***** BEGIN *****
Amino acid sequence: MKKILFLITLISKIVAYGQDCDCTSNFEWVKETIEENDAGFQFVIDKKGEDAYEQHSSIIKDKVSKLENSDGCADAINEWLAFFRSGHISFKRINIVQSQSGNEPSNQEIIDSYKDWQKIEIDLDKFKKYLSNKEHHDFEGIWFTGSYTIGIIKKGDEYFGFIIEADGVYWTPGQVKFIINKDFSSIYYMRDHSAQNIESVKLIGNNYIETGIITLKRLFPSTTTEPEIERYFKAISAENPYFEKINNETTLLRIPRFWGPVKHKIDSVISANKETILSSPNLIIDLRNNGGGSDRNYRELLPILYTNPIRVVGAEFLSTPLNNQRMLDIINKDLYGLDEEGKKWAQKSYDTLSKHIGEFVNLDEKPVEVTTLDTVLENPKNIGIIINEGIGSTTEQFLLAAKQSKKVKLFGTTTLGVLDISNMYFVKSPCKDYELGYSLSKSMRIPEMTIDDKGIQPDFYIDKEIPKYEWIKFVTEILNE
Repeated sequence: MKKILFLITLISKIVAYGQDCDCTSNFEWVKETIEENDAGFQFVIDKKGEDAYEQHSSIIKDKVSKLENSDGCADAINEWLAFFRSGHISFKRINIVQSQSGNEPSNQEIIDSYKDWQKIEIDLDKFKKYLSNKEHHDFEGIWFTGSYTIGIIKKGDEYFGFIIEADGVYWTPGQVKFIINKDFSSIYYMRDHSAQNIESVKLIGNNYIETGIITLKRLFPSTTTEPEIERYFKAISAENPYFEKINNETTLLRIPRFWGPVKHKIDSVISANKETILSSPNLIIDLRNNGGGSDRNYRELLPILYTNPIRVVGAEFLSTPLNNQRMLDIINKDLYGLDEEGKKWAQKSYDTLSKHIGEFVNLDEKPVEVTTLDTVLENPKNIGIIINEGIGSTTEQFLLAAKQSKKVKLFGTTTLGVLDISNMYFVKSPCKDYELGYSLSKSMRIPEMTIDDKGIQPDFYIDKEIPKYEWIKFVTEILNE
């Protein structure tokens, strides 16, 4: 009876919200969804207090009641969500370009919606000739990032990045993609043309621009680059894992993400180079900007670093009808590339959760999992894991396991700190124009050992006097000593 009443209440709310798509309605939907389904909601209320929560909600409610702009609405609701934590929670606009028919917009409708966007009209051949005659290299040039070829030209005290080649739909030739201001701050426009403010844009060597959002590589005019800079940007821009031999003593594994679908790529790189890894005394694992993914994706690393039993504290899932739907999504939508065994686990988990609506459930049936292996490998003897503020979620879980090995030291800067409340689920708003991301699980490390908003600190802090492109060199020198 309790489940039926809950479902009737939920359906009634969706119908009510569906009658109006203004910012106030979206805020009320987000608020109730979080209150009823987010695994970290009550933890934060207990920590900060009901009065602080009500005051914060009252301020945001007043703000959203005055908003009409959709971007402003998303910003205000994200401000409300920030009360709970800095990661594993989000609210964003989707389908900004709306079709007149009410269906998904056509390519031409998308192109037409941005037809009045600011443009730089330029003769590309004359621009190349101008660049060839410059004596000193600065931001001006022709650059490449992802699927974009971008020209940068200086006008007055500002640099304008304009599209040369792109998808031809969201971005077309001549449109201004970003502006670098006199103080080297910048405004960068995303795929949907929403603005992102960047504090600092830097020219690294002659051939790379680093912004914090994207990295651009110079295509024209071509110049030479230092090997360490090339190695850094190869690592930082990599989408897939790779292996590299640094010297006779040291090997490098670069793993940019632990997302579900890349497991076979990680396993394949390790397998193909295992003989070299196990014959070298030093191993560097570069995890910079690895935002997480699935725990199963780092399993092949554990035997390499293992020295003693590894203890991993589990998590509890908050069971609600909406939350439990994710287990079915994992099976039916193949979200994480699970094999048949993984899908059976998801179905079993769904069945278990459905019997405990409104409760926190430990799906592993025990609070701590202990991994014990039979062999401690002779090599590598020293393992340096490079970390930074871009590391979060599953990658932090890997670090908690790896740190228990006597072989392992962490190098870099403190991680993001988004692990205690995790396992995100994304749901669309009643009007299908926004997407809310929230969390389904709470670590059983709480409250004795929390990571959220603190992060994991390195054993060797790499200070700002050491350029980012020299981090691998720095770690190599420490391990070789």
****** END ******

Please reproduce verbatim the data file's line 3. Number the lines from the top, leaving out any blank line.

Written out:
């Protein structure tokens, strides 16, 4: 009876919200969804207090009641969500370009919606000739990032990045993609043309621009680059894992993400180079900007670093009808590339959760999992894991396991700190124009050992006097000593 009443209440709310798509309605939907389904909601209320929560909600409610702009609405609701934590929670606009028919917009409708966007009209051949005659290299040039070829030209005290080649739909030739201001701050426009403010844009060597959002590589005019800079940007821009031999003593594994679908790529790189890894005394694992993914994706690393039993504290899932739907999504939508065994686990988990609506459930049936292996490998003897503020979620879980090995030291800067409340689920708003991301699980490390908003600190802090492109060199020198 309790489940039926809950479902009737939920359906009634969706119908009510569906009658109006203004910012106030979206805020009320987000608020109730979080209150009823987010695994970290009550933890934060207990920590900060009901009065602080009500005051914060009252301020945001007043703000959203005055908003009409959709971007402003998303910003205000994200401000409300920030009360709970800095990661594993989000609210964003989707389908900004709306079709007149009410269906998904056509390519031409998308192109037409941005037809009045600011443009730089330029003769590309004359621009190349101008660049060839410059004596000193600065931001001006022709650059490449992802699927974009971008020209940068200086006008007055500002640099304008304009599209040369792109998808031809969201971005077309001549449109201004970003502006670098006199103080080297910048405004960068995303795929949907929403603005992102960047504090600092830097020219690294002659051939790379680093912004914090994207990295651009110079295509024209071509110049030479230092090997360490090339190695850094190869690592930082990599989408897939790779292996590299640094010297006779040291090997490098670069793993940019632990997302579900890349497991076979990680396993394949390790397998193909295992003989070299196990014959070298030093191993560097570069995890910079690895935002997480699935725990199963780092399993092949554990035997390499293992020295003693590894203890991993589990998590509890908050069971609600909406939350439990994710287990079915994992099976039916193949979200994480699970094999048949993984899908059976998801179905079993769904069945278990459905019997405990409104409760926190430990799906592993025990609070701590202990991994014990039979062999401690002779090599590598020293393992340096490079970390930074871009590391979060599953990658932090890997670090908690790896740190228990006597072989392992962490190098870099403190991680993001988004692990205690995790396992995100994304749901669309009643009007299908926004997407809310929230969390389904709470670590059983709480409250004795929390990571959220603190992060994991390195054993060797790499200070700002050491350029980012020299981090691998720095770690190599420490391990070789």